Preparing purchasers for the challenges ahead

by Carmen To

Donald Chan, acting head of business and IT studies, School of Continuing Education, Hong Kong Baptist University

Course content regularly reviewed to reflect shifting industry demand

The work of a purchaser has a much greater impact on a company's performance than many people imagine. If the person in that role slips up when deciding about materials, timing, price or quality, there will possibly be serious repercussions for the cost of production, delivery dates and, consequently, for overall sales and profitability.

Donald Chan, acting head of business and IT studies for the School of Continuing Education at Hong Kong Baptist University, says that since purchasers play such a key part in the business cycle of manufacturing companies, they need expert training in the required skills.

"Purchasers are decision makers and they need the knowledge to make the right choices," says Dr Chan. "They can get that from the range of programmes our school now offers."

He explains that the general aim of the programmes is to give students broad-based business knowledge and the essential concepts of purchasing and supply. This is done by focusing on analytical techniques and the processes which are important for making decisions.

Programmes examine these processes from two perspectives: external evaluation and internal production management. The first teaches students about economics, accounting and finance, as well as the legal aspects of business contracts. The second covers production processes, the responsibilities of different departments, and solving practical problems.

"For example, if outsourcing is an option, there may be a decision whether to make or buy, so we teach students what they will need to consider," Dr Chan says.

The school offers short part-time programmes which are mainly taught in evening classes. Students can take the course units in whichever order they prefer, but are strongly advised to follow the recommended sequence.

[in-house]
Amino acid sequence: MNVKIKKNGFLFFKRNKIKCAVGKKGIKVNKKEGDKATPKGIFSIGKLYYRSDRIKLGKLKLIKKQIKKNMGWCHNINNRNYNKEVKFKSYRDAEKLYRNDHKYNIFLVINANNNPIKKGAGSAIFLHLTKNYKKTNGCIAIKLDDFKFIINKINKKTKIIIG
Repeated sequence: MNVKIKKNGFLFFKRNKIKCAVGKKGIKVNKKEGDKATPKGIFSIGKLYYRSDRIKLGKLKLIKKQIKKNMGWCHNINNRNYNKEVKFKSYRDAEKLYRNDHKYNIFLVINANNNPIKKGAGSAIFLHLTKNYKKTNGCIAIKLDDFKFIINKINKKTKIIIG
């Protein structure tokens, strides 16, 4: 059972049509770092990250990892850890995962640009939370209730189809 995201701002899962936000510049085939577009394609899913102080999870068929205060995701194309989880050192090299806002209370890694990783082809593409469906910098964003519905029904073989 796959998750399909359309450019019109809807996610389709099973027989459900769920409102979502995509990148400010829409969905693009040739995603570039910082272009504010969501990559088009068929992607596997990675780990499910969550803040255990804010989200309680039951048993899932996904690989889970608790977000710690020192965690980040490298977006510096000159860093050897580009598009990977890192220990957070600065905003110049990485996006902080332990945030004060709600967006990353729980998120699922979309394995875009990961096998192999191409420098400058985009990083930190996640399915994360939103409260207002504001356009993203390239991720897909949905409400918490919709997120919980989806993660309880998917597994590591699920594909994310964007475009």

"To assist students, we have made our programmes flexible, so people can attend classes at different times and places," Dr Chan adds. "We also realised the need to provide more support and guidance for mature students who may not have taken a formal course of study since they left school."

He admits that it is not easy to predict which specific sectors will experience most growth and offer more jobs for purchasers in the years ahead. This will depend on global trends, the strength of China's economy and developments in technology. However, he stresses that, whatever happens, purchasers will need more sophisticated skills in order to contribute to the production of high-quality goods and value-added items.

For this reason, the school's programmes are constantly evaluated to keep them relevant and updated. Dr Chan highlights that there is now extra attention on international standards and practices. Companies must be ready to redesign their products and restructure their processes if they want to remain competitive in the international market.

"In particular, purchasers should recognised the need to build long-term strategic partnerships with suppliers," says Dr Chan. "Therefore, they need to learn about quality control, managing costs and inventories, and creating win-win situations."


Taken from Career Times 23 June 2006
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